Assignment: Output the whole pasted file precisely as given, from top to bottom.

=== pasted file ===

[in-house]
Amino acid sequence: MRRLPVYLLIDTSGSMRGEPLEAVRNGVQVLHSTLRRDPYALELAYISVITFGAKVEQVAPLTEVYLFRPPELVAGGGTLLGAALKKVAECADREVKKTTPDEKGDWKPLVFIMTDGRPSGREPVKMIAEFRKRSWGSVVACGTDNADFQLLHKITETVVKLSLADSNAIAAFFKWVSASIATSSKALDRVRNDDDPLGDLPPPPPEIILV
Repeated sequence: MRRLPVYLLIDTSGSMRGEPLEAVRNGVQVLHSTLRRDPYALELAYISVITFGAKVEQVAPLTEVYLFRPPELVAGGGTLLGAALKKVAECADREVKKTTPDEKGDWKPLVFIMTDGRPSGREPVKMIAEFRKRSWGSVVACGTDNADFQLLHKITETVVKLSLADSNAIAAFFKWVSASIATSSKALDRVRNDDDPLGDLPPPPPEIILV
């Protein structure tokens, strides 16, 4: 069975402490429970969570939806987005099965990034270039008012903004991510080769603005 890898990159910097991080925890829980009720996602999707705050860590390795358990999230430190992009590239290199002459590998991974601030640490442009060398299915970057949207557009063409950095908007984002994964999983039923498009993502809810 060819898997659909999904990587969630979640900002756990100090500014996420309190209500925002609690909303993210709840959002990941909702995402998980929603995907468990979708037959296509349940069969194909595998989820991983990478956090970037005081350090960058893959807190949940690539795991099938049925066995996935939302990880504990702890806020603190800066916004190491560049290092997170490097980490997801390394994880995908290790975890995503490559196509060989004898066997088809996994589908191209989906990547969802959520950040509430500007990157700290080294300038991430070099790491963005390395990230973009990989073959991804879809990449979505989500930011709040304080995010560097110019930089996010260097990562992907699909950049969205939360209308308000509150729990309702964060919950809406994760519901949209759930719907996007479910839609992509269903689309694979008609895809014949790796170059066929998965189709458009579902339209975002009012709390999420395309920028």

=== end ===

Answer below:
[in-house]
Amino acid sequence: MRRLPVYLLIDTSGSMRGEPLEAVRNGVQVLHSTLRRDPYALELAYISVITFGAKVEQVAPLTEVYLFRPPELVAGGGTLLGAALKKVAECADREVKKTTPDEKGDWKPLVFIMTDGRPSGREPVKMIAEFRKRSWGSVVACGTDNADFQLLHKITETVVKLSLADSNAIAAFFKWVSASIATSSKALDRVRNDDDPLGDLPPPPPEIILV
Repeated sequence: MRRLPVYLLIDTSGSMRGEPLEAVRNGVQVLHSTLRRDPYALELAYISVITFGAKVEQVAPLTEVYLFRPPELVAGGGTLLGAALKKVAECADREVKKTTPDEKGDWKPLVFIMTDGRPSGREPVKMIAEFRKRSWGSVVACGTDNADFQLLHKITETVVKLSLADSNAIAAFFKWVSASIATSSKALDRVRNDDDPLGDLPPPPPEIILV
């Protein structure tokens, strides 16, 4: 069975402490429970969570939806987005099965990034270039008012903004991510080769603005 890898990159910097991080925890829980009720996602999707705050860590390795358990999230430190992009590239290199002459590998991974601030640490442009060398299915970057949207557009063409950095908007984002994964999983039923498009993502809810 060819898997659909999904990587969630979640900002756990100090500014996420309190209500925002609690909303993210709840959002990941909702995402998980929603995907468990979708037959296509349940069969194909595998989820991983990478956090970037005081350090960058893959807190949940690539795991099938049925066995996935939302990880504990702890806020603190800066916004190491560049290092997170490097980490997801390394994880995908290790975890995503490559196509060989004898066997088809996994589908191209989906990547969802959520950040509430500007990157700290080294300038991430070099790491963005390395990230973009990989073959991804879809990449979505989500930011709040304080995010560097110019930089996010260097990562992907699909950049969205939360209308308000509150729990309702964060919950809406994760519901949209759930719907996007479910839609992509269903689309694979008609895809014949790796170059066929998965189709458009579902339209975002009012709390999420395309920028």